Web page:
(Photo from Jack Hess Collection, Knox Motor Car Club, East Longmeadow, Ma.)

During the 1909 racing season Harry competed as a race driver in hillclimb races, which due to their relatively short length did not require a riding mechanic. The rest of the season he competed as a riding mechanic with Wilfrid "Billy" Bourque of Springfield driving. The two had a tremendously successful season, usually winning outright or placing in the top three. Their longest race had been the Cobe Trophy Race held in Crown Point, Indiana. It was a 395 mile event the press called a "grim and heroic endurance test." They finished a very close second to Louis Chevrolet.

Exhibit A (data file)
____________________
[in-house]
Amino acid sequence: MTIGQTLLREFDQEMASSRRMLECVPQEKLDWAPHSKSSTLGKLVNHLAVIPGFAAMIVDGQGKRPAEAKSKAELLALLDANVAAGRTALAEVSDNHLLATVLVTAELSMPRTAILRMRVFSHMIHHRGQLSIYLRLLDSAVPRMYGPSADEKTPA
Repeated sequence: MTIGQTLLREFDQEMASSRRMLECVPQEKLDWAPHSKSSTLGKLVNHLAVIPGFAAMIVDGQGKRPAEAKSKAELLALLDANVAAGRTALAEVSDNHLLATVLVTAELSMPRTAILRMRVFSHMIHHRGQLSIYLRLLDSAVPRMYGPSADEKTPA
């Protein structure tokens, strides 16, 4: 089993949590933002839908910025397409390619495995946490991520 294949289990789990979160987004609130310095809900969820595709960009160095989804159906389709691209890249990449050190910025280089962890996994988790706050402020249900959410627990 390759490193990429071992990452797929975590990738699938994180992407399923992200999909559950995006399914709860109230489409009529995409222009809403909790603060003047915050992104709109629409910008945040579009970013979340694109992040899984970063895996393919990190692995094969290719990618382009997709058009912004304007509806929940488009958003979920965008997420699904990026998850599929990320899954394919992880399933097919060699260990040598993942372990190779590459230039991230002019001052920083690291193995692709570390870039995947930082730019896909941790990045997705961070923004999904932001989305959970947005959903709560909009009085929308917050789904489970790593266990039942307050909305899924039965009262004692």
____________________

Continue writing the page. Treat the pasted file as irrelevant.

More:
August 1909 brought Harry and Billy to the very first automobile races held at the new Indianapolis Motor Speedway. National newspapers ran stories about the top teams, featuring Barney Oldfield, "Wild Bob" Burman, and Billy and Harry in the Knox. Harry had come a very long way indeed from life on the farm in Granville and the old drum shop at 42 Water Street. They won the sprint event on the morning of August 19th and were in the pole position for the 250 mile Prest-O-Lite Trophy feature race that afternoon.

Billy and Harry in the Knox Model O race car. Photo believed to have been taken in Springfield.
(Photo from Jack Hess Collection, Knox Motor Car Club, East Longmeadow, Ma.)
The problem with the new Indianapolis Motor Speedway was that the oiled crushed stone track surface broke down during the race, developing deeper and more dangerous ruts on the track.